The summer (and final) term in school can be exciting, everlasting, tedious and fun, all in one. Not to mention…long. They go all the way to the end of July. On the one hand, teachers are scrambling to mark final tests, finishing Year End reports, lesson planning for next year, and dealing with said heat issues in beautiful old buildings from the 1800s. On the other hand, the day to day lessons can be more relaxed, the students slightly more fidgety – in anticipation of the summer vacation – yet more cheery at times. And of course, there is a more realistic, tangible countdown occurring in your head, awaiting that final bell and long exhalation of ‘teacher freedom’.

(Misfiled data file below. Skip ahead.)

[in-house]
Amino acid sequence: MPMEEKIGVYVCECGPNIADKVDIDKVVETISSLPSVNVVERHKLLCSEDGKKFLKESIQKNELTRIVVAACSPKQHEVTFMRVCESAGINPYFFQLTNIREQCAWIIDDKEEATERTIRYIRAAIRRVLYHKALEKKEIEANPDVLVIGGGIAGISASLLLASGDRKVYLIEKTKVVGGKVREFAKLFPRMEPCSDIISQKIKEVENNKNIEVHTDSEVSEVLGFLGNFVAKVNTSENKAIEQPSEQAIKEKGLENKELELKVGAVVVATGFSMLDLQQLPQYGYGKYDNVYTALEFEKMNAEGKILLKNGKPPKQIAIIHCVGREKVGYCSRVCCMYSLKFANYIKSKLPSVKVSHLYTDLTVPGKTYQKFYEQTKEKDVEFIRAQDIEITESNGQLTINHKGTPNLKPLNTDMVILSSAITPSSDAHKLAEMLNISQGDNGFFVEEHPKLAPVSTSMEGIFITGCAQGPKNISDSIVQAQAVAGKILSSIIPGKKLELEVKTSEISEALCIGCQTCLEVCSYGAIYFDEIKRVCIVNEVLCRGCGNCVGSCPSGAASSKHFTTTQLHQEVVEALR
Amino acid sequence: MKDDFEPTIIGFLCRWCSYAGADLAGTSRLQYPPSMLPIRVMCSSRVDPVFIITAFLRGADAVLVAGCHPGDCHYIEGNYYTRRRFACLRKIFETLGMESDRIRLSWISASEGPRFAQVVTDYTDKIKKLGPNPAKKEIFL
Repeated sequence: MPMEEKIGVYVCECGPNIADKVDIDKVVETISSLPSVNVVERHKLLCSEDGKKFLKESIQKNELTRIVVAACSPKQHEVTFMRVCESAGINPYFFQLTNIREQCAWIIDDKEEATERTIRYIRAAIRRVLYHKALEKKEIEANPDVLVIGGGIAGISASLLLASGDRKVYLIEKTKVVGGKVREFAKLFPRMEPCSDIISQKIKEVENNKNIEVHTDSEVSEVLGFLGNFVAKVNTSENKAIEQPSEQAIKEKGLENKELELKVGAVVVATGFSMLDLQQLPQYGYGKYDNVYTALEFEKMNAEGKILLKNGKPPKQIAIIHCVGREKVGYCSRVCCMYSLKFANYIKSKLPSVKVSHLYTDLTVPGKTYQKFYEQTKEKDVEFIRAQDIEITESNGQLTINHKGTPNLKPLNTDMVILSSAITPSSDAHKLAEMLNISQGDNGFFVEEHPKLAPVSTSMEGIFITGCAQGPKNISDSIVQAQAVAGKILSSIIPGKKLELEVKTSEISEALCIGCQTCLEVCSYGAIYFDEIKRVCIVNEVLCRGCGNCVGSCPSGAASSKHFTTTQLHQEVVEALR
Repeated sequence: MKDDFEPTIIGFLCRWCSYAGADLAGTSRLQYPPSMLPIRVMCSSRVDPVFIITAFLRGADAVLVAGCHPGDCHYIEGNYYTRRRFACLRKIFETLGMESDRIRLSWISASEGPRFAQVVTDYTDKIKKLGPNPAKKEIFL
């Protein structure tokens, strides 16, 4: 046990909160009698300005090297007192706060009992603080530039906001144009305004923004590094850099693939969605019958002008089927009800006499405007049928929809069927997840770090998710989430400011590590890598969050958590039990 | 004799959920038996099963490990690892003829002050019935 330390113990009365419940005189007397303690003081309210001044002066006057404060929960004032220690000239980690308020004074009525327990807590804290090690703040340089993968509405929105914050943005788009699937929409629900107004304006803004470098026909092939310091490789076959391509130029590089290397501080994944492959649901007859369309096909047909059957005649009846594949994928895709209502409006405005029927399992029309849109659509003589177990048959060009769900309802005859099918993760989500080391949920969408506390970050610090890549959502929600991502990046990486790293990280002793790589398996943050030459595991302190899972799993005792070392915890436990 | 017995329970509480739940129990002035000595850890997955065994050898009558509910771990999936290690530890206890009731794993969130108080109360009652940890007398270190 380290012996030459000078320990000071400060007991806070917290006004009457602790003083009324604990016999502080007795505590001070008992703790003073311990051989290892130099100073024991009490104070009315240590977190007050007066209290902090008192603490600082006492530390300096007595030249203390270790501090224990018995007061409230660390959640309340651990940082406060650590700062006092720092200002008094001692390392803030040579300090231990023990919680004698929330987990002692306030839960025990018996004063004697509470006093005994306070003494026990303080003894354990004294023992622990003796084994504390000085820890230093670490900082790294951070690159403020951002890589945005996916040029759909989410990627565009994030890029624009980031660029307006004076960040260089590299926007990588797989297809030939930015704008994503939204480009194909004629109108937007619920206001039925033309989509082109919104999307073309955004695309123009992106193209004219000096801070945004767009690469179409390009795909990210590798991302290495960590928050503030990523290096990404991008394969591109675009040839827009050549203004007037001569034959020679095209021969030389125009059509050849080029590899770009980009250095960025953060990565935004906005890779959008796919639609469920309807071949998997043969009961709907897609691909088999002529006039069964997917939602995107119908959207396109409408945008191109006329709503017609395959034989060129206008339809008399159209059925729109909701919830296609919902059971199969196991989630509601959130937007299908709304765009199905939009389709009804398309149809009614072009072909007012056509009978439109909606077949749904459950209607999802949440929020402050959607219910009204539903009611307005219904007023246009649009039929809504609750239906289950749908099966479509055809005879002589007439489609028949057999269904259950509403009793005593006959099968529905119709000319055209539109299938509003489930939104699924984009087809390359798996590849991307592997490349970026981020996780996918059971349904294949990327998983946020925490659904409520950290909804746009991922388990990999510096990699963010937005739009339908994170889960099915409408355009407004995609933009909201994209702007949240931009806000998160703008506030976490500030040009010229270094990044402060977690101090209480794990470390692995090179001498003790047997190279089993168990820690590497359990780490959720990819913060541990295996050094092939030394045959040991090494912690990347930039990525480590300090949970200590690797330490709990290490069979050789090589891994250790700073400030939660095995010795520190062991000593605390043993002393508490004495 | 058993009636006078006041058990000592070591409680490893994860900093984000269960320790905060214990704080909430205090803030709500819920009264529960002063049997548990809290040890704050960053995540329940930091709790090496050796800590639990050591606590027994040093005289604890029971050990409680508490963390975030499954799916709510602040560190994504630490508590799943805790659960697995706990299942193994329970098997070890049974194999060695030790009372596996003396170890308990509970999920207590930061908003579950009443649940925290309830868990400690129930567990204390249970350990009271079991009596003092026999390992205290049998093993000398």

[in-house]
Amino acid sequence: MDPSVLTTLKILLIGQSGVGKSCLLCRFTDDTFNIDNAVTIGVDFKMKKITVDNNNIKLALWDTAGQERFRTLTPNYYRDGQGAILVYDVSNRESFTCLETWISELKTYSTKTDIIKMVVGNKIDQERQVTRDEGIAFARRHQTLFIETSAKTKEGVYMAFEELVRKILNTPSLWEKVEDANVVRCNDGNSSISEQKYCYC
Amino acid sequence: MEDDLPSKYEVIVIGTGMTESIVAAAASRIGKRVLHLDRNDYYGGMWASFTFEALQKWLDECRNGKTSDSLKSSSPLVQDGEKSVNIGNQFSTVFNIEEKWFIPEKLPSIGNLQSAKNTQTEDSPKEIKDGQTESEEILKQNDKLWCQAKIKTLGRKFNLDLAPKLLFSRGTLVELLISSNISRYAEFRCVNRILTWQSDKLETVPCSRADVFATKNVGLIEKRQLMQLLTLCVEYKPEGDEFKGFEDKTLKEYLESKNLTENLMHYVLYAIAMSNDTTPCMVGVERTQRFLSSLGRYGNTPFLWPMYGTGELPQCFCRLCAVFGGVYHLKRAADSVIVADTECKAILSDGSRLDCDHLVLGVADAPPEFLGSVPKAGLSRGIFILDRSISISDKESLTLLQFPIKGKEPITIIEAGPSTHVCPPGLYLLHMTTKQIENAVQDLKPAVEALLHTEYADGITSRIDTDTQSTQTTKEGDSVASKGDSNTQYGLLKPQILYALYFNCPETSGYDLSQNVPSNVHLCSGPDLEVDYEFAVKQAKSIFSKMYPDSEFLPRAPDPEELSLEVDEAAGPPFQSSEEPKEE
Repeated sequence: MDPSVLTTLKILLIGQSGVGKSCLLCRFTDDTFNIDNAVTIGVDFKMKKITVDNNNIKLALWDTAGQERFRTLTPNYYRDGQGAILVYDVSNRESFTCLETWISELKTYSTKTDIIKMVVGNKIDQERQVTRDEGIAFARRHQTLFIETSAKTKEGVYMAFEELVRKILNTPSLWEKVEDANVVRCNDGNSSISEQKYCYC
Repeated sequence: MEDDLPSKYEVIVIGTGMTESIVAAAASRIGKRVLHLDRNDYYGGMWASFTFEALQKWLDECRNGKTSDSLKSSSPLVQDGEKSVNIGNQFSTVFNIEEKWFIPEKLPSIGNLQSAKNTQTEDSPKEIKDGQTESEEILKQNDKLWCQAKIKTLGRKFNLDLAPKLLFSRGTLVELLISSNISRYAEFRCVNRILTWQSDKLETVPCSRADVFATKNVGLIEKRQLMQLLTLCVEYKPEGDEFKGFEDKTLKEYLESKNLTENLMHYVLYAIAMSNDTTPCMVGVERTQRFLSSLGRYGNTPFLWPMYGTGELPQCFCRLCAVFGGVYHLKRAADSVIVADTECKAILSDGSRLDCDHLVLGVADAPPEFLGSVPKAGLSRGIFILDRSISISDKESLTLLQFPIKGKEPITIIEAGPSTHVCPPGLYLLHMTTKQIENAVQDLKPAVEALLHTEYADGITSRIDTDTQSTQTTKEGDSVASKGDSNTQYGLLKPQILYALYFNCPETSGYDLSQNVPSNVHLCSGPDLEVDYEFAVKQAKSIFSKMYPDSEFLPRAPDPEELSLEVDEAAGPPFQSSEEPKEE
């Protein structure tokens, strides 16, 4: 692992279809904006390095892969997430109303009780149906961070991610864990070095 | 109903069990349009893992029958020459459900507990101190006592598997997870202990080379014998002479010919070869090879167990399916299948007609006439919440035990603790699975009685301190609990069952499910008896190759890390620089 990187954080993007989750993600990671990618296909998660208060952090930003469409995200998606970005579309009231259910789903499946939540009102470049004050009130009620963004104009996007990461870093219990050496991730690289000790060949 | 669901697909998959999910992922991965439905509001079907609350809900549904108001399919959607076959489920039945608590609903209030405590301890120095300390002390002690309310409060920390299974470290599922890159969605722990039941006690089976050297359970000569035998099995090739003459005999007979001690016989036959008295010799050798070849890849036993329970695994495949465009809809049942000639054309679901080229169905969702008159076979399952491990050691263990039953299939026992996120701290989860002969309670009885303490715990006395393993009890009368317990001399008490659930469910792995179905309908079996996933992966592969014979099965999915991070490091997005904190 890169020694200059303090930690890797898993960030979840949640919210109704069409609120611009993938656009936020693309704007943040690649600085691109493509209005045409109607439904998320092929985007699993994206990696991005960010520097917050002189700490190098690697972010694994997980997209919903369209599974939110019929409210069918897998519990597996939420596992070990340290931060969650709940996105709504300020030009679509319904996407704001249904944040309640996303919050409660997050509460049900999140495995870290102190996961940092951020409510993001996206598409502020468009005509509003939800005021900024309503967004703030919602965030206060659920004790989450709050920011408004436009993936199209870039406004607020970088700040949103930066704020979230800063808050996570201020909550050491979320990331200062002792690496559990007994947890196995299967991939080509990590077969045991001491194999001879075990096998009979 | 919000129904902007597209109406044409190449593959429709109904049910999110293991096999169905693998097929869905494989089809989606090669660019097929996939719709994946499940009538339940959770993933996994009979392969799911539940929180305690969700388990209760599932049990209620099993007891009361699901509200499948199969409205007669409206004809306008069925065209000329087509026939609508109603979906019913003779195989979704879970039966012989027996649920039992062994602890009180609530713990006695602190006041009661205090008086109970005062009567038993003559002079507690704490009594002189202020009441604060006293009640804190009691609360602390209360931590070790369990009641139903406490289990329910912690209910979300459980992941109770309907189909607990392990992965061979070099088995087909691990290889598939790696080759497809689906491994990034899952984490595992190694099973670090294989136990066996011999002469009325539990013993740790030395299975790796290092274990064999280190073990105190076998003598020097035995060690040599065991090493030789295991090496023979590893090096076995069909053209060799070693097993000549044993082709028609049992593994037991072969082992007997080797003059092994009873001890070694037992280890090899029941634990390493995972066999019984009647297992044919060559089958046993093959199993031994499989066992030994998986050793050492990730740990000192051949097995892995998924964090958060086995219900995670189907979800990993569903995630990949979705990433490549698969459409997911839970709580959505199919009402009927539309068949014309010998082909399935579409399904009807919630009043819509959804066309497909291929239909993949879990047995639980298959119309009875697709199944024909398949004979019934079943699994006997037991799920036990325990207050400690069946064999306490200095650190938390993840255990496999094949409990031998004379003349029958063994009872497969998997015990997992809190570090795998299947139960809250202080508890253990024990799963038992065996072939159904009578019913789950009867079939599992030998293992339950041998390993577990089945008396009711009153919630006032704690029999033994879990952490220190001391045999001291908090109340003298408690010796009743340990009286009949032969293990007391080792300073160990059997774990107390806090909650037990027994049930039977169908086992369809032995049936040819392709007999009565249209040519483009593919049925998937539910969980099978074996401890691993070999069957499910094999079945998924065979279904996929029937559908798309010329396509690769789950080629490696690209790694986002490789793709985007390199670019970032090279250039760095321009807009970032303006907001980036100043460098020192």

Having now spent a full year in London’s school system, I can certainly say that the experience has been absolutely invaluable and one I will surely always remember.

Having emerged from the stagnant heat of my classroom in London, it is hard to believe that not long ago I was bogged down in a congested teaching system back home. Options limited, prognosis grim, the leap to the majestic land that is the United Kingdom was a gamble in itself. Here in the inner city that is London, I had my first taste of a school system that was more challenging, yet richly rewarding. Burdened by new terms and systems to learn, but at the same time, feeling welcomed as a sought after, young teacher with a sliver of experience.